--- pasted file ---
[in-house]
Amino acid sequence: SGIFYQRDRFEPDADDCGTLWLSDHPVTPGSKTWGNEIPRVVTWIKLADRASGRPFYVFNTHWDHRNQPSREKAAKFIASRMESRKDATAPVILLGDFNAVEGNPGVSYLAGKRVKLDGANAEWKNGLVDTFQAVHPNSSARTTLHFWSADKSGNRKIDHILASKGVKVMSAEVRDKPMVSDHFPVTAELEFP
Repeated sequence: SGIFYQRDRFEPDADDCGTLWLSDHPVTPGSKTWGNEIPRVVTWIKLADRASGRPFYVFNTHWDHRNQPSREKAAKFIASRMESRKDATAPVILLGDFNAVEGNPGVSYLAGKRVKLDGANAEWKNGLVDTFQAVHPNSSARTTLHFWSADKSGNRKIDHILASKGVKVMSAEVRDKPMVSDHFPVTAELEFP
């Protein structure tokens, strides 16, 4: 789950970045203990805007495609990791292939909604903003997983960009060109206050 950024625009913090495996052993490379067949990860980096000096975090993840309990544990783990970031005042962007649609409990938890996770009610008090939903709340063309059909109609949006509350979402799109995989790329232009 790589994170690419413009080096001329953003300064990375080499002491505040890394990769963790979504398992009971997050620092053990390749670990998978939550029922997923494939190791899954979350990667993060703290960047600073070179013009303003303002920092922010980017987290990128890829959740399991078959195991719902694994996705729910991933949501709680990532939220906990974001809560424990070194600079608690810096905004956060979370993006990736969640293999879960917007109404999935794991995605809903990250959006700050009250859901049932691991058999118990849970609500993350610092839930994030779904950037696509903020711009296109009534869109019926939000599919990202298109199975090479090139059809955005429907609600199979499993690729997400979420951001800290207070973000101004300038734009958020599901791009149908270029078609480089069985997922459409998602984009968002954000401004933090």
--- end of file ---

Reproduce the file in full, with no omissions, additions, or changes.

[in-house]
Amino acid sequence: SGIFYQRDRFEPDADDCGTLWLSDHPVTPGSKTWGNEIPRVVTWIKLADRASGRPFYVFNTHWDHRNQPSREKAAKFIASRMESRKDATAPVILLGDFNAVEGNPGVSYLAGKRVKLDGANAEWKNGLVDTFQAVHPNSSARTTLHFWSADKSGNRKIDHILASKGVKVMSAEVRDKPMVSDHFPVTAELEFP
Repeated sequence: SGIFYQRDRFEPDADDCGTLWLSDHPVTPGSKTWGNEIPRVVTWIKLADRASGRPFYVFNTHWDHRNQPSREKAAKFIASRMESRKDATAPVILLGDFNAVEGNPGVSYLAGKRVKLDGANAEWKNGLVDTFQAVHPNSSARTTLHFWSADKSGNRKIDHILASKGVKVMSAEVRDKPMVSDHFPVTAELEFP
């Protein structure tokens, strides 16, 4: 789950970045203990805007495609990791292939909604903003997983960009060109206050 950024625009913090495996052993490379067949990860980096000096975090993840309990544990783990970031005042962007649609409990938890996770009610008090939903709340063309059909109609949006509350979402799109995989790329232009 790589994170690419413009080096001329953003300064990375080499002491505040890394990769963790979504398992009971997050620092053990390749670990998978939550029922997923494939190791899954979350990667993060703290960047600073070179013009303003303002920092922010980017987290990128890829959740399991078959195991719902694994996705729910991933949501709680990532939220906990974001809560424990070194600079608690810096905004956060979370993006990736969640293999879960917007109404999935794991995605809903990250959006700050009250859901049932691991058999118990849970609500993350610092839930994030779904950037696509903020711009296109009534869109019926939000599919990202298109199975090479090139059809955005429907609600199979499993690729997400979420951001800290207070973000101004300038734009958020599901791009149908270029078609480089069985997922459409998602984009968002954000401004933090």